We secret shopped a public school…it wasn’t great.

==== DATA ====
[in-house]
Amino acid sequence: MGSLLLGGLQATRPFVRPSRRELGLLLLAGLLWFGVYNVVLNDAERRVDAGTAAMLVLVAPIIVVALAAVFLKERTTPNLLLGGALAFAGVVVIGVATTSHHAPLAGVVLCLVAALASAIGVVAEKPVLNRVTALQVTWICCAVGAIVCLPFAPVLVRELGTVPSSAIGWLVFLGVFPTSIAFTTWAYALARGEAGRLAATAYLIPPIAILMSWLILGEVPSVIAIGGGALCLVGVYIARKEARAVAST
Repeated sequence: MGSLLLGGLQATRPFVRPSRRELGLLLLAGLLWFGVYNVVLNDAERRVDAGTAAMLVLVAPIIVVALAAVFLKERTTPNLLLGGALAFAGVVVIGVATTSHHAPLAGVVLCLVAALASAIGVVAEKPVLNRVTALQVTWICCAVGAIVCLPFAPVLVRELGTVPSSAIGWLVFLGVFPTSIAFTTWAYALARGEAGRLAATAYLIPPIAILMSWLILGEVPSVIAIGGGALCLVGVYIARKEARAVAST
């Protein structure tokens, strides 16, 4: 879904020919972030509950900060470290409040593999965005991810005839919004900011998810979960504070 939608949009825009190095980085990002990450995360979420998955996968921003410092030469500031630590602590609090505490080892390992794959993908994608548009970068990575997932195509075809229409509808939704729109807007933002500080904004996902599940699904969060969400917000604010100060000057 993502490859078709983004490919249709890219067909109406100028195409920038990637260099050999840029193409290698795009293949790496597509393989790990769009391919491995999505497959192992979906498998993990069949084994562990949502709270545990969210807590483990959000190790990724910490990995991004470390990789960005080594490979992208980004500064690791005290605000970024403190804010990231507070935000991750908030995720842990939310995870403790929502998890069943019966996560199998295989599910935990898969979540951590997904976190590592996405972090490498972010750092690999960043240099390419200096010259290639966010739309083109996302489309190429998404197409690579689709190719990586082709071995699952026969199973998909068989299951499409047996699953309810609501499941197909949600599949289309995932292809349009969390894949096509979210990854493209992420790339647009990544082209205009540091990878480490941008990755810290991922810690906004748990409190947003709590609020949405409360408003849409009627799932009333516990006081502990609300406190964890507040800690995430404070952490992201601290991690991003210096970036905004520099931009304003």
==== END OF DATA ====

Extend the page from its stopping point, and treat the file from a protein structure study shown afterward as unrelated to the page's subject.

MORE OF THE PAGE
A couple of weeks ago, our CEO, Brian Stephens, got the opportunity to secret shop a public school. Here’s what he had to say about his experience: “I had the opportunity to secret shop a public school with a prospective student in the community to see how the school was interacting with families. We were able to meet the principal, guidance counselor, and several teachers. I was looking for enticing reasons to send a child to this school, and ultimately, I was not impressed. It didn’t seem like they were trained on how to deal with incoming parents and students. Before I arrived, I was given a map with directions on it. I got stopped at the front gate by a guard who immediately started talking down to me. That’s your frontline right there. It’s an opportunity to start off on a warm, friendly foot. Instead, I was told again and again that I wasn’t allowed to park in this lot. Even when I told him that this is where I was told to park, he continued to raise his voice telling me to park somewhere else. When we finally found the right place to park, we got out of the car and tried to find where we were supposed to meet the guidance counselor. We looked pretty confused as we were walking around the school with our map out in front of us. We passed by at least five people with staff lanyards and not one of them stopped to ask us if we could use any help. They did nothing that would give us a reason to participate in this school district. These encounters form our first impressions of the school and all we felt was confusion. Then we came across some teachers and asked them for directions to the guidance counselor’s office. They pointed down the hall and went back to their conversation. They didn’t ask if we needed help or offered to walk us there themselves. We made it to the freshmen building and things looked like they were about to change. A nice, helpful teacher came up to us asking if there was anything she could do to help. She walked us to the guidance counselor’s office, and we were finally feeling good about this school. Then we met the guidance counselor. He just didn’t seem to care that we were there. He was the one who set this tour up, but he acted like he had better things to do. The principal and the vice principal even came by, but they acted the same way. They were very polite, but they saw our visit as more of a burden.” The school didn’t share any positive message points, didn’t try to sell their school, and the staff wasn’t trained on customer service. Highlighting the positive things your school has to offer and ensuring your staff is ready to talk about those message points is critical for your school’s recruitment and retention strategy. Being nice and being committed to customer service that sells your school district are two very different things. If you’d like to learn more about our training courses for school administration, click here. You can also watch Brian talk about his experience by clicking here.